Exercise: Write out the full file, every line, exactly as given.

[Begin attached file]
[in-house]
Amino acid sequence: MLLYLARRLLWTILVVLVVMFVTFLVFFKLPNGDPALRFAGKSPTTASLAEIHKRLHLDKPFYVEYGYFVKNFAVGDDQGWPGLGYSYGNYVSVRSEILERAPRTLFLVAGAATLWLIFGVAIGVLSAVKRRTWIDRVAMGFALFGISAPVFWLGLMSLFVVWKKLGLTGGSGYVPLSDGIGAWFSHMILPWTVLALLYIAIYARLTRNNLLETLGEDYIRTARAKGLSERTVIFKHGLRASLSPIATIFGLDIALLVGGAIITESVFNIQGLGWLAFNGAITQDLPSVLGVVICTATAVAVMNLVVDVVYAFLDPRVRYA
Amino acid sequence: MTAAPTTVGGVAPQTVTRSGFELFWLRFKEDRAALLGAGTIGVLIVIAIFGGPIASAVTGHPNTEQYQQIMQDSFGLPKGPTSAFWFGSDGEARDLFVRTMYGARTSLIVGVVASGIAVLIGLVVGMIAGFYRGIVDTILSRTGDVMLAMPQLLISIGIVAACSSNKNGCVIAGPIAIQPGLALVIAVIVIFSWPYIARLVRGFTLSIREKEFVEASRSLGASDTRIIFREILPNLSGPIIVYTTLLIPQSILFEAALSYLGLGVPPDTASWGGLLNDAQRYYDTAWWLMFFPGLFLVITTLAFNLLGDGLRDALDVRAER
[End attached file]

[in-house]
Amino acid sequence: MLLYLARRLLWTILVVLVVMFVTFLVFFKLPNGDPALRFAGKSPTTASLAEIHKRLHLDKPFYVEYGYFVKNFAVGDDQGWPGLGYSYGNYVSVRSEILERAPRTLFLVAGAATLWLIFGVAIGVLSAVKRRTWIDRVAMGFALFGISAPVFWLGLMSLFVVWKKLGLTGGSGYVPLSDGIGAWFSHMILPWTVLALLYIAIYARLTRNNLLETLGEDYIRTARAKGLSERTVIFKHGLRASLSPIATIFGLDIALLVGGAIITESVFNIQGLGWLAFNGAITQDLPSVLGVVICTATAVAVMNLVVDVVYAFLDPRVRYA
Amino acid sequence: MTAAPTTVGGVAPQTVTRSGFELFWLRFKEDRAALLGAGTIGVLIVIAIFGGPIASAVTGHPNTEQYQQIMQDSFGLPKGPTSAFWFGSDGEARDLFVRTMYGARTSLIVGVVASGIAVLIGLVVGMIAGFYRGIVDTILSRTGDVMLAMPQLLISIGIVAACSSNKNGCVIAGPIAIQPGLALVIAVIVIFSWPYIARLVRGFTLSIREKEFVEASRSLGASDTRIIFREILPNLSGPIIVYTTLLIPQSILFEAALSYLGLGVPPDTASWGGLLNDAQRYYDTAWWLMFFPGLFLVITTLAFNLLGDGLRDALDVRAER